Objectives: This study aims to investigate longitudinal changes in the quantity and quality of the parental linguistic input of children with cochlear implants (CIs) and children with typical hearing (TH) and find the significant parental linguistic variables that might positively be related to children’s language development in the CI group. Methods: Participants were 33 parent-child dyads, including 16 children with CIs and 17 with TH at the initial visit. They participated in a 20-minute free-play task at three-time points (initial, 6-month, and 12-month visits). Results: There were no significant differences between the CI and TH groups in the total number of utterances (NTU) and the total number of words (NTW). However, the two groups significantly differed in the different number of words (NDW) and higherlevel facilitative language techniques (FLTs). In addition, the CI group produced more utterances than TH parents at the initial visit. However, there were no significant differences in the NTU between CI and TH groups at 6- and 12-month visits. Furthermore, both groups used fewer NDW and mental state words at the initial visit than at the 12-month visit. Nevertheless, CI and TH groups used fewer higher-level FLTs at the initial visit than at the 6- and 12-month visits. Lastly, qualitative parental linguistic input is a critical factor, continuously affecting language development in children with CIs. Conclusion: These findings suggest that early intervention programs should be designed to enable parents to use more qualitative linguistic features in daily routines to build their child’s language skills.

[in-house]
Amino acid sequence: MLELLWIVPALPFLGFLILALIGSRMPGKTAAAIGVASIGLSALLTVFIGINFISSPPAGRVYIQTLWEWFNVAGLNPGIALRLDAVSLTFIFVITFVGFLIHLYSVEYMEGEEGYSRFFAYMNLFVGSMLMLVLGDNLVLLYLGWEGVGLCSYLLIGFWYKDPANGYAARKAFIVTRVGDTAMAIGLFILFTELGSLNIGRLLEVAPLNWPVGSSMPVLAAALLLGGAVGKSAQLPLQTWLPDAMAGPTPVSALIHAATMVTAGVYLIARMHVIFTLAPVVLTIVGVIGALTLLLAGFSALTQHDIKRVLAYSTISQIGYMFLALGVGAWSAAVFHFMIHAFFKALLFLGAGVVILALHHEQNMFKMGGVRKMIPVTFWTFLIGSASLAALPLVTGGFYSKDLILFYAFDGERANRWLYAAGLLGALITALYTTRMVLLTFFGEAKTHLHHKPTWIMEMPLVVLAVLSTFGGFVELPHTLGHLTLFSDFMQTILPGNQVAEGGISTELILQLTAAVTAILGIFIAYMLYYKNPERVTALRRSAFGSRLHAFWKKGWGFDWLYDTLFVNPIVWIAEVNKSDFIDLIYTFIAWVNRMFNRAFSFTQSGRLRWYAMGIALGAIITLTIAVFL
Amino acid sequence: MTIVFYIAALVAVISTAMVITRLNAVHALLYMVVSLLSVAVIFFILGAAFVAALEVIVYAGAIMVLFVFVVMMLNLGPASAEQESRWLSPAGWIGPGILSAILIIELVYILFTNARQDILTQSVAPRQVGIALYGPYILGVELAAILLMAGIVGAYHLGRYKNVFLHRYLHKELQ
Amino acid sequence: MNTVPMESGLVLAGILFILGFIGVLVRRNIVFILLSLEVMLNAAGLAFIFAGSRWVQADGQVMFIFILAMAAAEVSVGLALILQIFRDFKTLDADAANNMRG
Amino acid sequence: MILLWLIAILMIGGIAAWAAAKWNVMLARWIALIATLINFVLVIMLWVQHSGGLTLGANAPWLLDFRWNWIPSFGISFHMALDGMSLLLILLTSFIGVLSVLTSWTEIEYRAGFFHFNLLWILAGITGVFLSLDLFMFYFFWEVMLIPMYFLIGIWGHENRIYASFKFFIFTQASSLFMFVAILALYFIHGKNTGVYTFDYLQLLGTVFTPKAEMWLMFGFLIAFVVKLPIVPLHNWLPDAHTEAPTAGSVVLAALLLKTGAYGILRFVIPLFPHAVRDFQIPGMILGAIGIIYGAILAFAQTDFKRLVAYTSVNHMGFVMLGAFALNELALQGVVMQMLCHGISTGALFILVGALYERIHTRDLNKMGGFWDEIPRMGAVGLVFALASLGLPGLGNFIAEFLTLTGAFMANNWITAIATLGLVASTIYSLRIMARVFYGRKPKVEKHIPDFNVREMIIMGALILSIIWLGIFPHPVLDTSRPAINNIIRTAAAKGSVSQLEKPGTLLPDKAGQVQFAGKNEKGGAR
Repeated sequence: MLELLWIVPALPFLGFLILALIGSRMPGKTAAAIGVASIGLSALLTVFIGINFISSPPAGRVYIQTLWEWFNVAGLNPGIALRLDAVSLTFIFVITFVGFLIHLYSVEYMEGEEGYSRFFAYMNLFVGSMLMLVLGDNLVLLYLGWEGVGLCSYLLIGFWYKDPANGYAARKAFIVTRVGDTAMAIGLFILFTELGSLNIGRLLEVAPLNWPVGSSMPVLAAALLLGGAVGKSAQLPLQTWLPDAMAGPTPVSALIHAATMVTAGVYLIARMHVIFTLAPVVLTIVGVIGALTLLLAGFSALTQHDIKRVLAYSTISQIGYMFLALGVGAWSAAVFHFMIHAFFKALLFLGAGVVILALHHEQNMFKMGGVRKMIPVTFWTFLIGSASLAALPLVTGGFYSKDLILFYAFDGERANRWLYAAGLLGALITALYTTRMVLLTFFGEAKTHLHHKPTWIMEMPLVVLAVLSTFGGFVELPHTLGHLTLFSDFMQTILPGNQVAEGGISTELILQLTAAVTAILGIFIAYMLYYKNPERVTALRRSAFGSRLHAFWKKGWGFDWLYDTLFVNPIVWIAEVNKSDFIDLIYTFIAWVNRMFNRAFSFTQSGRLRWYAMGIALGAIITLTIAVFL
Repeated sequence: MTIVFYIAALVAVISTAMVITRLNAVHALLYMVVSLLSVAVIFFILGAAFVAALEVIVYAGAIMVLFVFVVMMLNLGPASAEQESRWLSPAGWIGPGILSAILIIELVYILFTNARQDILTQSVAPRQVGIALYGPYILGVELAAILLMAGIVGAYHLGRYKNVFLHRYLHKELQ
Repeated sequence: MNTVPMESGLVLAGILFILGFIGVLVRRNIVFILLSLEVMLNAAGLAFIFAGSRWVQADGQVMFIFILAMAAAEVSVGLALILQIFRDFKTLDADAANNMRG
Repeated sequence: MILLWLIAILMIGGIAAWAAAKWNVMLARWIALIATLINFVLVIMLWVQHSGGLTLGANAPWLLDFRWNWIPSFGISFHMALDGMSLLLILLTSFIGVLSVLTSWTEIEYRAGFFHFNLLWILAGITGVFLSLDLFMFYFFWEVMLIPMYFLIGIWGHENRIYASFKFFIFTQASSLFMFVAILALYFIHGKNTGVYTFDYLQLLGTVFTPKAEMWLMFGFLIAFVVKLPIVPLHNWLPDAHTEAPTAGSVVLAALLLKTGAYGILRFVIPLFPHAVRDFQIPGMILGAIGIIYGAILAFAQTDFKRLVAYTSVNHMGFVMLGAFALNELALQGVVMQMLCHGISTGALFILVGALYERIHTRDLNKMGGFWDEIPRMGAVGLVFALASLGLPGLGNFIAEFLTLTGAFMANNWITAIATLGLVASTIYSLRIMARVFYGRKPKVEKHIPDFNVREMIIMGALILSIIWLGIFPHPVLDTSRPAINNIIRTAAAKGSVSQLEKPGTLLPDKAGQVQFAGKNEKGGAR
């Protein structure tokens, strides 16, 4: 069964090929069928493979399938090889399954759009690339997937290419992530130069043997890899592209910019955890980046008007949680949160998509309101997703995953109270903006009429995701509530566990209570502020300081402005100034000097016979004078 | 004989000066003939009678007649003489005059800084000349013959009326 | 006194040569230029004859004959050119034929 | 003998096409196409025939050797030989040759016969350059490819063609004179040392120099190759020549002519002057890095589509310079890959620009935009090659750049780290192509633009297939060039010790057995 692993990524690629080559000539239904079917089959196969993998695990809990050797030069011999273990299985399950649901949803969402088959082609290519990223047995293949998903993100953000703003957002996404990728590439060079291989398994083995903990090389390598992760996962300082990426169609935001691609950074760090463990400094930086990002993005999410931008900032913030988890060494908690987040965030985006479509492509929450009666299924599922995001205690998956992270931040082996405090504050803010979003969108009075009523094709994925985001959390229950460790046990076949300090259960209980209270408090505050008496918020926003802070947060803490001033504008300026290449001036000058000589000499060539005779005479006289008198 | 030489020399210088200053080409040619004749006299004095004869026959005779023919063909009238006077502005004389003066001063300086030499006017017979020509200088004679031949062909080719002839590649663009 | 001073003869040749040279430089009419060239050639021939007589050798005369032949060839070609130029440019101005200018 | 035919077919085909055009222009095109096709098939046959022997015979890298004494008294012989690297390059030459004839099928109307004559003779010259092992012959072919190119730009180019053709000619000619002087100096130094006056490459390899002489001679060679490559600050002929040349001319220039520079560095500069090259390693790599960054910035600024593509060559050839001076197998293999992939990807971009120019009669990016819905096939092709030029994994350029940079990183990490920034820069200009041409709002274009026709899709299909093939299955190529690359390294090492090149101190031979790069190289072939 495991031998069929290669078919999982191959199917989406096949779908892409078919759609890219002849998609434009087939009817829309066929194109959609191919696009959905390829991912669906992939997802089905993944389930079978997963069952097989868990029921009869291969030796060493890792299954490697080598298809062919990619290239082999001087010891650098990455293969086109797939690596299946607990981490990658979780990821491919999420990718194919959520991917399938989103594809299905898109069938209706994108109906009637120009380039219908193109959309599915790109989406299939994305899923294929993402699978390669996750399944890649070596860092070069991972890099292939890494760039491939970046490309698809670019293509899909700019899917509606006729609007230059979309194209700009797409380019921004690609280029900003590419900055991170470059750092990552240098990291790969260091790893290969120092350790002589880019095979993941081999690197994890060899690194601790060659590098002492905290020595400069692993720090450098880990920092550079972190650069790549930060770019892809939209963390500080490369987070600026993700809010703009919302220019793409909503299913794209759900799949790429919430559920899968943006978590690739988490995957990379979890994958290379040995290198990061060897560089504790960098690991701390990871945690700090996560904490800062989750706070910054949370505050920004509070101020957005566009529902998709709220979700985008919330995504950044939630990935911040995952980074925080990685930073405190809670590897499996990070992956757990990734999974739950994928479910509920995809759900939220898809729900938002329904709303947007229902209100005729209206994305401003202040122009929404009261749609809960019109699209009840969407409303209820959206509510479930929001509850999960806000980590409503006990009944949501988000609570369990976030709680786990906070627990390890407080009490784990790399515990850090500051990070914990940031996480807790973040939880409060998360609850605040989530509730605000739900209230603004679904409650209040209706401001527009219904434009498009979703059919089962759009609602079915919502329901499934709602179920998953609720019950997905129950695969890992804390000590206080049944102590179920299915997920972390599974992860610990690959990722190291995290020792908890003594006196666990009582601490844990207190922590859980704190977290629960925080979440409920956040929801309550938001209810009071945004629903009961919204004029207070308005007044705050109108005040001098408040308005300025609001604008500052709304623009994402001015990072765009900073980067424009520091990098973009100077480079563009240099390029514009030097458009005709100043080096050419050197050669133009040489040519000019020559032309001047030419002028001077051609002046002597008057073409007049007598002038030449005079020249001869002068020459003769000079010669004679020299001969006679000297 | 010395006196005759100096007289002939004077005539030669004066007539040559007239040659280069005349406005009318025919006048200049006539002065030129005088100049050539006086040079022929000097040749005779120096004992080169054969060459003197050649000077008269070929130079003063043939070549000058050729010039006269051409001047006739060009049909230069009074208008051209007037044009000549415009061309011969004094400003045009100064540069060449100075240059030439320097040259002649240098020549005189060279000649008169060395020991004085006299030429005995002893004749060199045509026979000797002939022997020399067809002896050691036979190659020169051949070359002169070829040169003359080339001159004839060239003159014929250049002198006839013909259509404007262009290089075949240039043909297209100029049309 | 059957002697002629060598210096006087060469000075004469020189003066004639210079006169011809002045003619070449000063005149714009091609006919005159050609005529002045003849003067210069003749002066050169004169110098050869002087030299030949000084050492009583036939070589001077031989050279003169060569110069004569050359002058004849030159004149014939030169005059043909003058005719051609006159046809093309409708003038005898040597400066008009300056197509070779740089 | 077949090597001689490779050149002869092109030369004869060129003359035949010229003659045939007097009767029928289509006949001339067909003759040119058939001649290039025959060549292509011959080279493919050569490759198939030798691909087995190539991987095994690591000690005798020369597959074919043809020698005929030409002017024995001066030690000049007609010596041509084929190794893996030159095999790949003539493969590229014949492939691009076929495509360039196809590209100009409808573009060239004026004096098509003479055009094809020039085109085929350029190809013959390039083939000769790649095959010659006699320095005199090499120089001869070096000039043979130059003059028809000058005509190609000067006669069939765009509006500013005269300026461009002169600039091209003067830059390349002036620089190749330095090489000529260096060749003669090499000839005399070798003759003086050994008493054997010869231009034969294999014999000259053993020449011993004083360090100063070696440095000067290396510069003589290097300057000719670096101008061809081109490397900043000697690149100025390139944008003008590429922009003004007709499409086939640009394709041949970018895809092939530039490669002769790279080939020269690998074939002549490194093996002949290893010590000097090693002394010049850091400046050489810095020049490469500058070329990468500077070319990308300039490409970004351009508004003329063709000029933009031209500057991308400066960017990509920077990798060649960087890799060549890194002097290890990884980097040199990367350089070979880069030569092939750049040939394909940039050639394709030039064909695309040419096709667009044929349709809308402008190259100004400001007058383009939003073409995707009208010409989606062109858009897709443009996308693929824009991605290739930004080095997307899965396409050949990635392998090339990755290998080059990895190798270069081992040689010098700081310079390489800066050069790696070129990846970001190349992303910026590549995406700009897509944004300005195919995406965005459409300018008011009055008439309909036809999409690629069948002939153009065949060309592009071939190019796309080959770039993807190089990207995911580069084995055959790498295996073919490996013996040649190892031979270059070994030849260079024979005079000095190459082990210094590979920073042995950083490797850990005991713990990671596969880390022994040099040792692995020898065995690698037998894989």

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© 2023 Korean Academy of Speech-Language Pathology and Audiology
- Cochlear implants
- Parental linguistic input
- Young children